obtaining the consent, franchise, license, permit or other authority of [the

annexing] city, town, or village, subject to compliance with lawful [local safety

requirements and payment of local taxes].” (Emphasis added).1 By expressly

1. Contrary to the explicit language of Section 437.2(k) authorizing a

cooperative to “extend the furnishing of electric energy” in annexed areas,
the defendants at page 17 of their brief advance the unsupported
contention that annexation invested Stilwell “with the exclusive right to such
territory subject only to permitting Ozarks to continue serving their existing

denying cities these traditional incidents of governmental authority to control

a cooperative serving annexed areas, the Oklahoma legislature left no room

to infer that they could instead suppress competition through action

condemned by the antitrust laws.

Indeed, the defendants concede that the legislature “did contem-

plate that cities would have the right to compete in the cooperative’s

previously certified territory.” (Defendants’ brief at p. 19). They go on to

insist, however, that the authority to compete contemplated by the

legislature included conduct outlawed by the Sherman Act — “that cities

would compete with their sewer/water facilities tied to their electrical

service.” (Id.). This argument turns the state action doctrine on its head.

Suppression of competition is the antithesis — not the logical result — of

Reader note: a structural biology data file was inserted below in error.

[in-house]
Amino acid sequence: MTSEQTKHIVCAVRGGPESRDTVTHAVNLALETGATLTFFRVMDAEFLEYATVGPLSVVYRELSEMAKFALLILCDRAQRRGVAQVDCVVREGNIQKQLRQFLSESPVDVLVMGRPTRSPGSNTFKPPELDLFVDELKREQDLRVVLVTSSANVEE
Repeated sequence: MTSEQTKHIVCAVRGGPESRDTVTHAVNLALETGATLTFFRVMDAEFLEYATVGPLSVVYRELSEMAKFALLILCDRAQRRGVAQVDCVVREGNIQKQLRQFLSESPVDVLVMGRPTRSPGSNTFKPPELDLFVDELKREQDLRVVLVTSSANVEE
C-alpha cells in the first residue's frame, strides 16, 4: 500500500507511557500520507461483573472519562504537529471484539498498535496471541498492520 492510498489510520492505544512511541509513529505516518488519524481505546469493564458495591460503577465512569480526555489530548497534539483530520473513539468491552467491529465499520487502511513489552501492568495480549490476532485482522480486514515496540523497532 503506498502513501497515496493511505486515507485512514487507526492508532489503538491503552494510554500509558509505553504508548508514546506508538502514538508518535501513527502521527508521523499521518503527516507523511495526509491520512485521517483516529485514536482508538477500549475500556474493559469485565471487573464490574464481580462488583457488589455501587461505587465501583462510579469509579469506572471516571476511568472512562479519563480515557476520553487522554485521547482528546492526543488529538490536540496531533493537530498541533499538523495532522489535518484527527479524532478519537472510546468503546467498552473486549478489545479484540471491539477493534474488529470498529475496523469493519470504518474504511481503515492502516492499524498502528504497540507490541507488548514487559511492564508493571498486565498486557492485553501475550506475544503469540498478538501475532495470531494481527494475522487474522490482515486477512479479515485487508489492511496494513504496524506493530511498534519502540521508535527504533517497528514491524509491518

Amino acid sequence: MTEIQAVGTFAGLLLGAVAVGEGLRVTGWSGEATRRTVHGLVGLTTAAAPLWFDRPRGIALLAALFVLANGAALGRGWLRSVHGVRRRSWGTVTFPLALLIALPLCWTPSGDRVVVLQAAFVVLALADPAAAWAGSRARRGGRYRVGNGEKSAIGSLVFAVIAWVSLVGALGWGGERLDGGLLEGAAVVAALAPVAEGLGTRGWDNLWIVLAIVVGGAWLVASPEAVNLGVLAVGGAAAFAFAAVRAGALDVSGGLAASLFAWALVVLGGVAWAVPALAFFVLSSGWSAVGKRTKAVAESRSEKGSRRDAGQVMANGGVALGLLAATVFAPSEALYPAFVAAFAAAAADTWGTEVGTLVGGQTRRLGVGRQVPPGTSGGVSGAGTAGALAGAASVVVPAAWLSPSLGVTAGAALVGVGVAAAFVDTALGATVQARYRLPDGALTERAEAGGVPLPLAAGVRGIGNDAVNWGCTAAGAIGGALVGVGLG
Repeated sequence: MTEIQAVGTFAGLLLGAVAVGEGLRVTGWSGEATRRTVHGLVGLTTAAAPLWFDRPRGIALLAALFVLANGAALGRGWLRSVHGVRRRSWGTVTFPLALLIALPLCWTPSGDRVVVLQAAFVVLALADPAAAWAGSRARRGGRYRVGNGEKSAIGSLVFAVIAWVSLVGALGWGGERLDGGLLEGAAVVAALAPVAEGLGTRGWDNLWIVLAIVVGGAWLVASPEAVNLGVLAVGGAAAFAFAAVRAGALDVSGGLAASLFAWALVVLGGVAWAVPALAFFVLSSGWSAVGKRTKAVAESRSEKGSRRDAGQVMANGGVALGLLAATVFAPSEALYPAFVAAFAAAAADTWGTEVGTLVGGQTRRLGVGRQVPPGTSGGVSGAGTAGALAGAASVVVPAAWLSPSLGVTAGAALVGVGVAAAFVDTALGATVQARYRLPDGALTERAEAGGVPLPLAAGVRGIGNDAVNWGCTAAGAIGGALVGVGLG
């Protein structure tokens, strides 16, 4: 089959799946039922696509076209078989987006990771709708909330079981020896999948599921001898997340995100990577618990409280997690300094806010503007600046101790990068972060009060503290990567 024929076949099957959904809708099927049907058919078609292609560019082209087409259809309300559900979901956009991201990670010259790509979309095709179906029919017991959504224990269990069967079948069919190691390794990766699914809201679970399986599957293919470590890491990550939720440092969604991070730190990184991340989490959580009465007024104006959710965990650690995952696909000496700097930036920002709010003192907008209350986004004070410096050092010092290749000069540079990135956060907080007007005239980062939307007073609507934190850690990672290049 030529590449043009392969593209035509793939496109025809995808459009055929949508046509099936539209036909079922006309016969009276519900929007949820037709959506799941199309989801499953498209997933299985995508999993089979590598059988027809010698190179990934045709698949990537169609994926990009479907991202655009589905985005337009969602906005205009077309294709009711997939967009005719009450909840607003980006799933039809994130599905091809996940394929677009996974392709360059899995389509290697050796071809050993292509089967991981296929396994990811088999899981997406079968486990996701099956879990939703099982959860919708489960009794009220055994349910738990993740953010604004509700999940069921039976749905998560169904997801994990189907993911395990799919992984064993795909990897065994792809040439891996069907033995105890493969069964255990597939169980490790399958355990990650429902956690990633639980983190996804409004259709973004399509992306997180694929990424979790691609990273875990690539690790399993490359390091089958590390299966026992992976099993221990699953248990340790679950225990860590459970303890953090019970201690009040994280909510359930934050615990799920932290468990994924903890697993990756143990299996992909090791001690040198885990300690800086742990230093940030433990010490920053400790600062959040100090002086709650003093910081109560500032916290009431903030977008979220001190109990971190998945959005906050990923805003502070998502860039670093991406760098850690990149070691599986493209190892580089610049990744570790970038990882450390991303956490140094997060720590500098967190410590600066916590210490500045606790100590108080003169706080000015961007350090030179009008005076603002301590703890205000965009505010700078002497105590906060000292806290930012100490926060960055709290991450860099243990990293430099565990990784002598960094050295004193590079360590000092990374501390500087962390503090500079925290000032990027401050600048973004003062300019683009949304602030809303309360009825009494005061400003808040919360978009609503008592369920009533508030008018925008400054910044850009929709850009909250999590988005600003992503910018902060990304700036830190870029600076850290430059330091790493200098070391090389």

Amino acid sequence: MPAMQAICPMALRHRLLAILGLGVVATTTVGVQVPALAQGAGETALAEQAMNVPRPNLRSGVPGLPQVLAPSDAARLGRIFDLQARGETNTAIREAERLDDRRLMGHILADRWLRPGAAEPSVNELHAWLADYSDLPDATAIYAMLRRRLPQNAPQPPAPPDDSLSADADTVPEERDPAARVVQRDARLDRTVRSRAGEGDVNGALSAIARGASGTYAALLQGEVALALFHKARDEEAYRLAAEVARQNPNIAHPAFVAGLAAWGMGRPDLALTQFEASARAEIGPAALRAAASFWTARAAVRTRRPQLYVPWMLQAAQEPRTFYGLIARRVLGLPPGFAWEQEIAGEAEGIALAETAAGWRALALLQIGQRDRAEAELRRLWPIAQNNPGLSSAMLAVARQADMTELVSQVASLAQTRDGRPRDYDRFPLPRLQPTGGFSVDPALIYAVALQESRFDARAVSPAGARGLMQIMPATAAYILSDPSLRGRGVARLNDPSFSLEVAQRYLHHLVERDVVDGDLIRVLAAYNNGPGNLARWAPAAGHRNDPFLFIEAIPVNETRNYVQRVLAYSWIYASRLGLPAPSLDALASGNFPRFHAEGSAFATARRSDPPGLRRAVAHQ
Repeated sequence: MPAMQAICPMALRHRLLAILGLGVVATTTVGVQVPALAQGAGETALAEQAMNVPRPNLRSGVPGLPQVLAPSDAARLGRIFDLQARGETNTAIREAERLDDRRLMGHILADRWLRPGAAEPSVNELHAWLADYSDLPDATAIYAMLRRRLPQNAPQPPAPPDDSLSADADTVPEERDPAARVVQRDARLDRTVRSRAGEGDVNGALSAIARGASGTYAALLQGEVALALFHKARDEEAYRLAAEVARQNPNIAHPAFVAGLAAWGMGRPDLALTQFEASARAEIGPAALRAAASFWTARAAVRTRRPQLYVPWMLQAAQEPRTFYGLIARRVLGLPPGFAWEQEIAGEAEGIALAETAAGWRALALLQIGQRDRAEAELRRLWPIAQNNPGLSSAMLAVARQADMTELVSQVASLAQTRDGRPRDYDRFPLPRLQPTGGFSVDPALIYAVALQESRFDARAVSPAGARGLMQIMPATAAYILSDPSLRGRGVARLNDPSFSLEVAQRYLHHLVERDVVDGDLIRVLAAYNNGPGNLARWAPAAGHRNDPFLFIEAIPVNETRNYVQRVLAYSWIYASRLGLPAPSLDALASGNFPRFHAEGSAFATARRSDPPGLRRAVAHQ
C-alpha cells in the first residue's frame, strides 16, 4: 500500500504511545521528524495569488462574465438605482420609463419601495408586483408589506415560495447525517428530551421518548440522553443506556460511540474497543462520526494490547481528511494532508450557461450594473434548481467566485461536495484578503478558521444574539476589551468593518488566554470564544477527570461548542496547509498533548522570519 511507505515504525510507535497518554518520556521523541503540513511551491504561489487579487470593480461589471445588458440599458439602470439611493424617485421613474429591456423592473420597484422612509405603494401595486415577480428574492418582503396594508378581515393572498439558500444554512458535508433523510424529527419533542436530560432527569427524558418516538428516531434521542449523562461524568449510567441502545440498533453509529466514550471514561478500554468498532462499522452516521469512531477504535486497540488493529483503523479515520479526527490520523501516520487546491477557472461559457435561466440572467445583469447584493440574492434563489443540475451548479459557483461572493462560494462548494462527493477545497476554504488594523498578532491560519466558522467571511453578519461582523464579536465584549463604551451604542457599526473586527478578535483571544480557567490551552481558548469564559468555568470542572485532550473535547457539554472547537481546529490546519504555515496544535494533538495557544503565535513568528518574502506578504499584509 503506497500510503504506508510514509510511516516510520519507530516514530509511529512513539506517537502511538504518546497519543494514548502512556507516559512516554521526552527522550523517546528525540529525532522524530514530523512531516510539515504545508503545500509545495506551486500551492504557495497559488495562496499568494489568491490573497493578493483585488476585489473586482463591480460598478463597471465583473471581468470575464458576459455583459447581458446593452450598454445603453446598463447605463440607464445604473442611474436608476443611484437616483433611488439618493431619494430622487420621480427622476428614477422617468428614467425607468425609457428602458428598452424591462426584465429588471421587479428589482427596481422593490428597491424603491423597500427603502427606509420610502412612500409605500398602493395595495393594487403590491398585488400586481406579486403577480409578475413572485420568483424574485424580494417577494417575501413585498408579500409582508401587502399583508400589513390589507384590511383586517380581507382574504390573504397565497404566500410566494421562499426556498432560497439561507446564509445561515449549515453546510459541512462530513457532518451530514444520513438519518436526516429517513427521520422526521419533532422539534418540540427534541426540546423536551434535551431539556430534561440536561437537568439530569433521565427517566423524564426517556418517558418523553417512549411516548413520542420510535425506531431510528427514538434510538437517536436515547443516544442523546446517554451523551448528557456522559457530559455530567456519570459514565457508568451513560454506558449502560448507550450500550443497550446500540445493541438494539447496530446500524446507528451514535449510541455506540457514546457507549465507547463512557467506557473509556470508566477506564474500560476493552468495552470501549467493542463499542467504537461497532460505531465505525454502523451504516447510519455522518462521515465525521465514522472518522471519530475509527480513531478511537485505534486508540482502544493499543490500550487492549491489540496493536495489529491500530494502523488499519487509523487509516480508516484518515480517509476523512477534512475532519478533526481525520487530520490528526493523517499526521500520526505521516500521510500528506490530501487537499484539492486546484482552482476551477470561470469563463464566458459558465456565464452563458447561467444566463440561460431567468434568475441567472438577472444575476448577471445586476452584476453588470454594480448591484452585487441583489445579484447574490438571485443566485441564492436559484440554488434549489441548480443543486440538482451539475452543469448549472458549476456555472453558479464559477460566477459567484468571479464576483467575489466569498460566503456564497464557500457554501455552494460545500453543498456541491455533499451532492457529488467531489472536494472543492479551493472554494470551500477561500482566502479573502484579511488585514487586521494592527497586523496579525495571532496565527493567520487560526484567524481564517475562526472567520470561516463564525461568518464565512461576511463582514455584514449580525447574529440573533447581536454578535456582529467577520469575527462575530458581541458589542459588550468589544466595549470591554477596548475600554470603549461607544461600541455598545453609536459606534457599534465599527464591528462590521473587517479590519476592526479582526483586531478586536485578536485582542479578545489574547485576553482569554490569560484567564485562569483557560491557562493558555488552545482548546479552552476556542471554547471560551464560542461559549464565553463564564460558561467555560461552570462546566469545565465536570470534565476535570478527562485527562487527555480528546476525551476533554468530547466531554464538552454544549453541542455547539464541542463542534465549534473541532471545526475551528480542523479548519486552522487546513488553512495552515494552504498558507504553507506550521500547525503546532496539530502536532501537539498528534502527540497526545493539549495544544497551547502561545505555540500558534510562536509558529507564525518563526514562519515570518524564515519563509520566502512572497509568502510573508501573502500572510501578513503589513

authorization to compete.

The defendants fare no better by insisting that they were authorized to

bundle their separate utility services into a packaged offering, which they

claim is more efficient and attractive to consumers.2 Again, they have lost

2. The consumer preference justification offered by the defendants for

their all-or-none utility policy is specious, indeed belied by their own
course of conduct. If customers overwhelmingly prefer to purchase
utility services in a package (as compared to buying separate services
from separate providers), why did the defendants formally adopt the
policy and go so far as to padlock water valves and put “teeth” in it
by denying building permits to those preferring an alternative electric
service provider?

their focus on the challenged conduct — adopting and implementing an all-

or-none policy that requires purchasers to take the package to receive any

of its constituents. The government has neither alleged that the defendants

violated the Sherman Act by offering all of their separate utility services as a

package, in addition to the individual service offerings, nor sought to enjoin

package offers in the future. The vice inherent in a tying arrangement is not

that a supplier merely offers multiple products as a package. Antitrust law

concerns arise when the products are available only in the package, which

denies consumers the freedom to choose among the competing suppliers of

each product on the merits. The all-or-none policy, which unreasonably

interferes with consumer decision-making, fundamentally deviates from a

lawful “all-or-some” policy that would allow any customer to select every

utility service offered by the defendants if that is what the customer desires

or, if another electric utility service provider is preferred, to make that

selection without surrendering the opportunity to obtain municipal water/

sewer service.

For the reasons stated above and in the government’s opening brief,

the mootness and state action immunity defenses should be ruled out at the

pleading stage.

Respectfully submitted,

United States Department of Justice
Antitrust Division
Transportation, Energy & Agriculture
325 Seventh Street, N.W. — Suite 500
Washington, D.C. 20530
(202) 307-6627
Dated: October 2, 1996

Certificate of Service

The undersigned hereby certifies that a true and correct copy of the

foregoing brief was served by overnight courier to counsel of record for


Lloyd E. Cole, Jr.

120 West Division Street
Stilwell, Oklahoma 74960

this 2nd day of October, 1996.

Daniel C. Kaufman